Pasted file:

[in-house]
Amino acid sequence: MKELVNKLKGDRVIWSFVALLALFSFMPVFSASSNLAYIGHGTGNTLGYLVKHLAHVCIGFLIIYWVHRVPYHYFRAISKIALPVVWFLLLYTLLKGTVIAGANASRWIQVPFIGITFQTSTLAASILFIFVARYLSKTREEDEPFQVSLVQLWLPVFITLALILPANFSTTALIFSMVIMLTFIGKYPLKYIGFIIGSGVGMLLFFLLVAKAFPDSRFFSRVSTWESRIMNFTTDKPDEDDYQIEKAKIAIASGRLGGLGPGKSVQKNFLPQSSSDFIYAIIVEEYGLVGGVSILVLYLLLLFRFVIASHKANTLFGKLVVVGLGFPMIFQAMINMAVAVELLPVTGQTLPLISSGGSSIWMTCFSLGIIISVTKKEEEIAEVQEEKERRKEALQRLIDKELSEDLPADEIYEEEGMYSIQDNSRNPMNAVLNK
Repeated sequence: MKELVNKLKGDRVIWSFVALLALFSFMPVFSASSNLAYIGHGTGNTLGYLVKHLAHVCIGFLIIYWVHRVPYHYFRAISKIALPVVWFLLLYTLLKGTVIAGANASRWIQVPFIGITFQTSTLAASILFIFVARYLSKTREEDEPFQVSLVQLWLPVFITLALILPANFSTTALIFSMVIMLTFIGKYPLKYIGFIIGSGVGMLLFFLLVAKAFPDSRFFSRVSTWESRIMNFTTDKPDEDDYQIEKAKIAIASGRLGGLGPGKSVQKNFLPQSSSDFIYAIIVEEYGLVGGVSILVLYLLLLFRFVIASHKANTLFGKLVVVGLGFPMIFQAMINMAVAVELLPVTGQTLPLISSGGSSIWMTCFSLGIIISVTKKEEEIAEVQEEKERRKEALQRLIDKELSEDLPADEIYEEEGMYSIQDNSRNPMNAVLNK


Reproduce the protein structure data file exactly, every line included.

[in-house]
Amino acid sequence: MKELVNKLKGDRVIWSFVALLALFSFMPVFSASSNLAYIGHGTGNTLGYLVKHLAHVCIGFLIIYWVHRVPYHYFRAISKIALPVVWFLLLYTLLKGTVIAGANASRWIQVPFIGITFQTSTLAASILFIFVARYLSKTREEDEPFQVSLVQLWLPVFITLALILPANFSTTALIFSMVIMLTFIGKYPLKYIGFIIGSGVGMLLFFLLVAKAFPDSRFFSRVSTWESRIMNFTTDKPDEDDYQIEKAKIAIASGRLGGLGPGKSVQKNFLPQSSSDFIYAIIVEEYGLVGGVSILVLYLLLLFRFVIASHKANTLFGKLVVVGLGFPMIFQAMINMAVAVELLPVTGQTLPLISSGGSSIWMTCFSLGIIISVTKKEEEIAEVQEEKERRKEALQRLIDKELSEDLPADEIYEEEGMYSIQDNSRNPMNAVLNK
Repeated sequence: MKELVNKLKGDRVIWSFVALLALFSFMPVFSASSNLAYIGHGTGNTLGYLVKHLAHVCIGFLIIYWVHRVPYHYFRAISKIALPVVWFLLLYTLLKGTVIAGANASRWIQVPFIGITFQTSTLAASILFIFVARYLSKTREEDEPFQVSLVQLWLPVFITLALILPANFSTTALIFSMVIMLTFIGKYPLKYIGFIIGSGVGMLLFFLLVAKAFPDSRFFSRVSTWESRIMNFTTDKPDEDDYQIEKAKIAIASGRLGGLGPGKSVQKNFLPQSSSDFIYAIIVEEYGLVGGVSILVLYLLLLFRFVIASHKANTLFGKLVVVGLGFPMIFQAMINMAVAVELLPVTGQTLPLISSGGSSIWMTCFSLGIIISVTKKEEEIAEVQEEKERRKEALQRLIDKELSEDLPADEIYEEEGMYSIQDNSRNPMNAVLNK